Screentime– Does it affect reading growth?

children lying on sofa and using gadgets

As a reading specialist, I am often asked by parents, “Is it okay that my child is reading digitally? Does it affect their reading ability?” Kindles, e-readers and other devices certainly engage young readers and adults alike and so it is a fair concern. Virtual learning has brought about even more opportunities for children to read digitally. What should we do? Or, do we even need to worry?

To put it simply, we just don’t know. What we do know is that asking if it is okay to read digitally or not is not the question we should be asking. Instead, we should ask, what do readers gain and lose from reading digitally or on paper?

Pros and Cons of Reading on Paper

Benefits

  • Reading stamina is improved.
  • Spatial memory for the location of a passage or a chart on a physical paper page can help a student recall information.
  • Greater effort is requred and therefore comprehension is improved.
  • Simple to mark-up a text for critical study
  • Easy to identify high quality reading materials due to award labels and reliable publishers.
  • Book covers can be highly engaging.
  • Areas of the brain that support critical thinking are activated while reading on paper.
  • Visually understanding where you are in a text assists in critical thinking about a text.

Possible downfalls

  • Books are more costly.
  • Can be less engaging to a techno savvy audience.
  • Access to new reading materials can be slow.
  • Not as visually engaging (With exception of graphic novels or illustrated texts).

Pros and Cons of Reading Digitally

Benefits

  • Access to reading material is fast.
  • E-books are many times less expensive or free.
  • Highly engaging to a young, techno sasvy audience.
  • Reading digitally does not waste paper.
  • Convenient- reading digitally can take place anywhere on a single device.
  • Can be read in the dark.
  • Attitude towards e-readers are high among young readers.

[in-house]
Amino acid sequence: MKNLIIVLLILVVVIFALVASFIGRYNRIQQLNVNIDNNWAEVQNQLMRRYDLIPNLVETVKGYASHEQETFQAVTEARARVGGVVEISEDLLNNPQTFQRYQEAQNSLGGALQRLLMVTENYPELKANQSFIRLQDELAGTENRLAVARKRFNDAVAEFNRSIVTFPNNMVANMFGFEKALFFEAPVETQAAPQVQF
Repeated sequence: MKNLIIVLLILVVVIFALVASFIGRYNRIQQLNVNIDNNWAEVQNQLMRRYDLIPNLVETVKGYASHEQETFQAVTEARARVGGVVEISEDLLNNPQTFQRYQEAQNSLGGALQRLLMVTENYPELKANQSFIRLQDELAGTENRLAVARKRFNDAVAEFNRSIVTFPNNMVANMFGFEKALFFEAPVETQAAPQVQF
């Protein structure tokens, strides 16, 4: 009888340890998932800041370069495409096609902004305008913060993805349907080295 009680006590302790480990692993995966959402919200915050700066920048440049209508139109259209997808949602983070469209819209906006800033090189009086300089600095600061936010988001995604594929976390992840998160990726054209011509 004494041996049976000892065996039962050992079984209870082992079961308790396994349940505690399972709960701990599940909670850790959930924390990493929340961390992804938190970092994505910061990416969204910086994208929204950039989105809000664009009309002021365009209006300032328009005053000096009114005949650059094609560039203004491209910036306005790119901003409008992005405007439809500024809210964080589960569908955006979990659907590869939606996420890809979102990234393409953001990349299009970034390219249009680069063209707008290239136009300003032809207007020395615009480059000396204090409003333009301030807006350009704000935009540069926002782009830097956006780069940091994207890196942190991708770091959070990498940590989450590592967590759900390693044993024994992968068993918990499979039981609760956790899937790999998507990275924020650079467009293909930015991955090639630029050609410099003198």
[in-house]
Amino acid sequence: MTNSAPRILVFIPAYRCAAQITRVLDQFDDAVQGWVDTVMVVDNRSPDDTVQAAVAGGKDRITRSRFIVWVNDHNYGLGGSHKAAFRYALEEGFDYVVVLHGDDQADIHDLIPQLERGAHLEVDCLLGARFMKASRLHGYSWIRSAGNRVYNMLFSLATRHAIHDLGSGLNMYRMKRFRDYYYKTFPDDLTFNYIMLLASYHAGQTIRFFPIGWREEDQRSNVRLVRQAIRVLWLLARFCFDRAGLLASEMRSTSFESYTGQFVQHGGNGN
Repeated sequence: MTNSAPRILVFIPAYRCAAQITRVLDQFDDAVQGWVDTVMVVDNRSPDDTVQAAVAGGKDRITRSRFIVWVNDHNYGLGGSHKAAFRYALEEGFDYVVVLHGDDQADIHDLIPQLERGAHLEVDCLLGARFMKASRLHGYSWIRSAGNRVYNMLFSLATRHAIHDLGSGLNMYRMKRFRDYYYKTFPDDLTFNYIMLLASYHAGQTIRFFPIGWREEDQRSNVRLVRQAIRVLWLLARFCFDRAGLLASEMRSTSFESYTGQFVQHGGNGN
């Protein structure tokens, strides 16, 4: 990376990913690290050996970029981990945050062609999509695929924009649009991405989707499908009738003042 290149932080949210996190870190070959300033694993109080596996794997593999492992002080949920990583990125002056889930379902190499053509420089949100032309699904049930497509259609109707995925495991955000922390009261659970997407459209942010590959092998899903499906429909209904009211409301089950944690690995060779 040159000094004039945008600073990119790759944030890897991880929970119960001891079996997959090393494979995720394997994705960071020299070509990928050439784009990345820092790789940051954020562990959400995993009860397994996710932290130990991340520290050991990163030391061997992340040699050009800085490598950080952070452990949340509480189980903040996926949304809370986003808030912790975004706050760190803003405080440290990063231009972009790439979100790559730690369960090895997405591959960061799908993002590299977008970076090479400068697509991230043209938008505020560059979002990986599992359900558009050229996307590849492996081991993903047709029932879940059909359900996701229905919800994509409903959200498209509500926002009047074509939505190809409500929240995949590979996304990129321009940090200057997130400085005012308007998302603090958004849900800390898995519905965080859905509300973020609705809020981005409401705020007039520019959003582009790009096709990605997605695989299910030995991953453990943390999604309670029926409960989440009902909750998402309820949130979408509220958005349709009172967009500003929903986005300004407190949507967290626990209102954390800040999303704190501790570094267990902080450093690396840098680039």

• E-reading specifically on an e-reader uses ambient light that can be easy on the eyes.
  • Scrolling can be beneficial when reading web based comics, entertainment articles and the news.

Downfalls

  • Researchers found that we often skim when reading digitally ultimately affecting comprehension.
  • Quality of reading materials is not always consistent or easily identifiable.
  • The implicit feel of where you are in a book is missing which can impact self-monitoring and critical thinking.
  • Navigating a screen impairs comprehension.
  • Utilizing screen editors for marking the text can be too complex or time consuming to use.
  • Reading digitally is often disrupted by digital distractions. e.g. apps, email, web browsing.
  • Screen reading can be more physically and mentally taxing.
  • E-reading on devices like computers, ipads and smartphones, shine light into readers’ faces and cause eye strain.

What does this all mean?

So what does this mean for us? For parents of young readers? There are clearly benefits to both reading on paper and digitally. Many children born after 2010 have been exposed to devices everyday and may find reading digitally to be engaging. Having access to new reading materials quickly is also a plus to e-readers and digital texts. Research does show that comprehension is improved when reading on paper but it is because we read much slower when reading on paper. Reading faster digitally utilizes a different skill of skimming which can benefit readers in a hurry who are attempting to simply gain an overall understanding of a topic. I believe the answer is a balanced approach; we should read both! Reading digitally will not go away. Rather than choosing one over the other, we should choose what we read and in what format carefully. By reading both digitally and on paper everyday, we are activating different areas of our brains consistently and growing in skills specific to each.

What does this mean to our virtual learners?

We have to face it. We are living in a pandemic and we don’t know what will come of this for our children and their education. But, what we do know is that they are learning in a way that we did not. Our children are becoming more technologically savvy than we ever could have imagined. We do know that reading digitally activates different areas of their brains and allows them access to so many different reading materials almost instantly. But, we also know that areas of critical thinking and long term memory are specifically activated when reading on paper. Overall, we know that children who read regularly do better in school. We know that children who choose reading as a leisure activity have a larger vocabulary than children who do not read for pleasure. Reading is the goal. As parents, we should give our children access to both digital and paper based books and other reading materials. If they’re spending their days online, reading in school, encourage them to read a paper based book for at least 20 minutes a night and then talk about it.

All reading is good reading and they should be reading it ALL!

Happy Reading!

Melody 🙂

References

Barshay, J. (2020, March 30). Evidence increases for reading on paper instead of screens. Retrieved January 24, 2021, from https://hechingerreport.org/evidence-increases-for-reading-on-paper-instead-of-screens/

Jabr, F. (2013, April 11). The Reading Brain in the Digital Age: The Science of Paper versus Screens. Retrieved January 24, 2021, from https://www.scientificamerican.com/article/reading-paper-screens/